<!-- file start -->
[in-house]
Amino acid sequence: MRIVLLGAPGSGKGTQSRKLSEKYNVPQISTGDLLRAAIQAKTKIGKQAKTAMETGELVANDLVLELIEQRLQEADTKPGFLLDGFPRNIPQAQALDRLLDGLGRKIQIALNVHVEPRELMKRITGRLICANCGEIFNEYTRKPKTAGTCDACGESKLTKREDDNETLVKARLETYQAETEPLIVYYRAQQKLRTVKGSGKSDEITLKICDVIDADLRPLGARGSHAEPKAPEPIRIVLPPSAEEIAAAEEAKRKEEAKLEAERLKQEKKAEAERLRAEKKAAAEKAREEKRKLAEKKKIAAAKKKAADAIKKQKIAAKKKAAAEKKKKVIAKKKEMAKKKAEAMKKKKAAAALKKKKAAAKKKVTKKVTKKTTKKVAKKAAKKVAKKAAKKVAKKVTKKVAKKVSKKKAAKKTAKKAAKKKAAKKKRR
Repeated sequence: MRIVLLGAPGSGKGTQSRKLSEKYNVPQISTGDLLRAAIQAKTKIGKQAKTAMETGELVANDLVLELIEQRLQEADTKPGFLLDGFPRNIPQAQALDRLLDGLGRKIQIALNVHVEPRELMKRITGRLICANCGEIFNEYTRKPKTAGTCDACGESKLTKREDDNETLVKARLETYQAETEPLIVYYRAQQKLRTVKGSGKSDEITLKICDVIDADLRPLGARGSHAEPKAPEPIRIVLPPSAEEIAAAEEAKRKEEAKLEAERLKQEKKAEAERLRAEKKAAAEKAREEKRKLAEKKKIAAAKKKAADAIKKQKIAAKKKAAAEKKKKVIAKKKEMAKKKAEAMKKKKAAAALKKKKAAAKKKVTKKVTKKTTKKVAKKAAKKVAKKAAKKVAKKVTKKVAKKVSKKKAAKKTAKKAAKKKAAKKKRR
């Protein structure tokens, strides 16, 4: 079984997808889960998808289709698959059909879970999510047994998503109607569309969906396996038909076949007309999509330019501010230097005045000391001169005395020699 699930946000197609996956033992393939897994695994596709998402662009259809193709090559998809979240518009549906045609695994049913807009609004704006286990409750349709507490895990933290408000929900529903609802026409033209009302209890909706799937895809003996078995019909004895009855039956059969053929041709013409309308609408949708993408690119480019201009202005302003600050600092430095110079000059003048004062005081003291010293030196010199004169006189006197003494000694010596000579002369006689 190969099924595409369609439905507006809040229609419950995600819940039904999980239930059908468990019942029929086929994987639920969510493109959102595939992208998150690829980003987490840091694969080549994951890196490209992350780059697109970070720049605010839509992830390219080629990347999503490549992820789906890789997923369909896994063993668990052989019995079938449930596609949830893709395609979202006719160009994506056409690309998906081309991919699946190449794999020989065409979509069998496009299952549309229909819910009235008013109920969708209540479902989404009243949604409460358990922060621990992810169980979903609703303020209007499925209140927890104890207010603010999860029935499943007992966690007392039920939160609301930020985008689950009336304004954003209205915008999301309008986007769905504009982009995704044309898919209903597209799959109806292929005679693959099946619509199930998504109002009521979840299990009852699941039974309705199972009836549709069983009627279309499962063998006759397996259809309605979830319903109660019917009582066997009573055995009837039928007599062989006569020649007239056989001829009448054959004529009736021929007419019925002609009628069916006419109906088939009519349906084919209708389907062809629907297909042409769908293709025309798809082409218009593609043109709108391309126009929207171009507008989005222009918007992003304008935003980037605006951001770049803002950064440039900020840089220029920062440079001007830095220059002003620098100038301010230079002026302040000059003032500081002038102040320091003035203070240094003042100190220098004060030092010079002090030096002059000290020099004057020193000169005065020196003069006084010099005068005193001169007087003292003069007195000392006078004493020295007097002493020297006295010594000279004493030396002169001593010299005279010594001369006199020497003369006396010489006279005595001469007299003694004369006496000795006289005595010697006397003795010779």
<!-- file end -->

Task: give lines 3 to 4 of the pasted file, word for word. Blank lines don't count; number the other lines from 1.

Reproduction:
Repeated sequence: MRIVLLGAPGSGKGTQSRKLSEKYNVPQISTGDLLRAAIQAKTKIGKQAKTAMETGELVANDLVLELIEQRLQEADTKPGFLLDGFPRNIPQAQALDRLLDGLGRKIQIALNVHVEPRELMKRITGRLICANCGEIFNEYTRKPKTAGTCDACGESKLTKREDDNETLVKARLETYQAETEPLIVYYRAQQKLRTVKGSGKSDEITLKICDVIDADLRPLGARGSHAEPKAPEPIRIVLPPSAEEIAAAEEAKRKEEAKLEAERLKQEKKAEAERLRAEKKAAAEKAREEKRKLAEKKKIAAAKKKAADAIKKQKIAAKKKAAAEKKKKVIAKKKEMAKKKAEAMKKKKAAAALKKKKAAAKKKVTKKVTKKTTKKVAKKAAKKVAKKAAKKVAKKVTKKVAKKVSKKKAAKKTAKKAAKKKAAKKKRR
């Protein structure tokens, strides 16, 4: 079984997808889960998808289709698959059909879970999510047994998503109607569309969906396996038909076949007309999509330019501010230097005045000391001169005395020699 699930946000197609996956033992393939897994695994596709998402662009259809193709090559998809979240518009549906045609695994049913807009609004704006286990409750349709507490895990933290408000929900529903609802026409033209009302209890909706799937895809003996078995019909004895009855039956059969053929041709013409309308609408949708993408690119480019201009202005302003600050600092430095110079000059003048004062005081003291010293030196010199004169006189006197003494000694010596000579002369006689 190969099924595409369609439905507006809040229609419950995600819940039904999980239930059908468990019942029929086929994987639920969510493109959102595939992208998150690829980003987490840091694969080549994951890196490209992350780059697109970070720049605010839509992830390219080629990347999503490549992820789906890789997923369909896994063993668990052989019995079938449930596609949830893709395609979202006719160009994506056409690309998906081309991919699946190449794999020989065409979509069998496009299952549309229909819910009235008013109920969708209540479902989404009243949604409460358990922060621990992810169980979903609703303020209007499925209140927890104890207010603010999860029935499943007992966690007392039920939160609301930020985008689950009336304004954003209205915008999301309008986007769905504009982009995704044309898919209903597209799959109806292929005679693959099946619509199930998504109002009521979840299990009852699941039974309705199972009836549709069983009627279309499962063998006759397996259809309605979830319903109660019917009582066997009573055995009837039928007599062989006569020649007239056989001829009448054959004529009736021929007419019925002609009628069916006419109906088939009519349906084919209708389907062809629907297909042409769908293709025309798809082409218009593609043109709108391309126009929207171009507008989005222009918007992003304008935003980037605006951001770049803002950064440039900020840089220029920062440079001007830095220059002003620098100038301010230079002026302040000059003032500081002038102040320091003035203070240094003042100190220098004060030092010079002090030096002059000290020099004057020193000169005065020196003069006084010099005068005193001169007087003292003069007195000392006078004493020295007097002493020297006295010594000279004493030396002169001593010299005279010594001369006199020497003369006396010489006279005595001469007299003694004369006496000795006289005595010697006397003795010779």